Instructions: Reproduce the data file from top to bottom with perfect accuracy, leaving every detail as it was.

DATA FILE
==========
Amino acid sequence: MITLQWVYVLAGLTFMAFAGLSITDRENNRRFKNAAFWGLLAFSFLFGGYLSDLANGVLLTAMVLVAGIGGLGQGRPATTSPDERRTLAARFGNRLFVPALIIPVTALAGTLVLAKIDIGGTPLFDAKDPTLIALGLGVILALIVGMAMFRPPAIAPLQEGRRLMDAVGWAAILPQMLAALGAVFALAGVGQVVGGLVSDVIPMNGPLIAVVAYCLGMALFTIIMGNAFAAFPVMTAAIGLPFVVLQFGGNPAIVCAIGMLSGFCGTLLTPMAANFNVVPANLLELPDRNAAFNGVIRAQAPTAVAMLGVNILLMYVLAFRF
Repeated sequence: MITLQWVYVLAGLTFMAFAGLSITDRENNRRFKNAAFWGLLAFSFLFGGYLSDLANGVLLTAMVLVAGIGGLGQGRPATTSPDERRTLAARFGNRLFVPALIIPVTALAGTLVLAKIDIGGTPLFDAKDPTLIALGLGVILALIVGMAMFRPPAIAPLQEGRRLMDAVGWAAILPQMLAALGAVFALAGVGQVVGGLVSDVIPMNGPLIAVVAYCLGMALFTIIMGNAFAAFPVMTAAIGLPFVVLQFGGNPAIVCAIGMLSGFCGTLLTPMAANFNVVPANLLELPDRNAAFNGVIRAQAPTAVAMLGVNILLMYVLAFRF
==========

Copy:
Amino acid sequence: MITLQWVYVLAGLTFMAFAGLSITDRENNRRFKNAAFWGLLAFSFLFGGYLSDLANGVLLTAMVLVAGIGGLGQGRPATTSPDERRTLAARFGNRLFVPALIIPVTALAGTLVLAKIDIGGTPLFDAKDPTLIALGLGVILALIVGMAMFRPPAIAPLQEGRRLMDAVGWAAILPQMLAALGAVFALAGVGQVVGGLVSDVIPMNGPLIAVVAYCLGMALFTIIMGNAFAAFPVMTAAIGLPFVVLQFGGNPAIVCAIGMLSGFCGTLLTPMAANFNVVPANLLELPDRNAAFNGVIRAQAPTAVAMLGVNILLMYVLAFRF
Repeated sequence: MITLQWVYVLAGLTFMAFAGLSITDRENNRRFKNAAFWGLLAFSFLFGGYLSDLANGVLLTAMVLVAGIGGLGQGRPATTSPDERRTLAARFGNRLFVPALIIPVTALAGTLVLAKIDIGGTPLFDAKDPTLIALGLGVILALIVGMAMFRPPAIAPLQEGRRLMDAVGWAAILPQMLAALGAVFALAGVGQVVGGLVSDVIPMNGPLIAVVAYCLGMALFTIIMGNAFAAFPVMTAAIGLPFVVLQFGGNPAIVCAIGMLSGFCGTLLTPMAANFNVVPANLLELPDRNAAFNGVIRAQAPTAVAMLGVNILLMYVLAFRF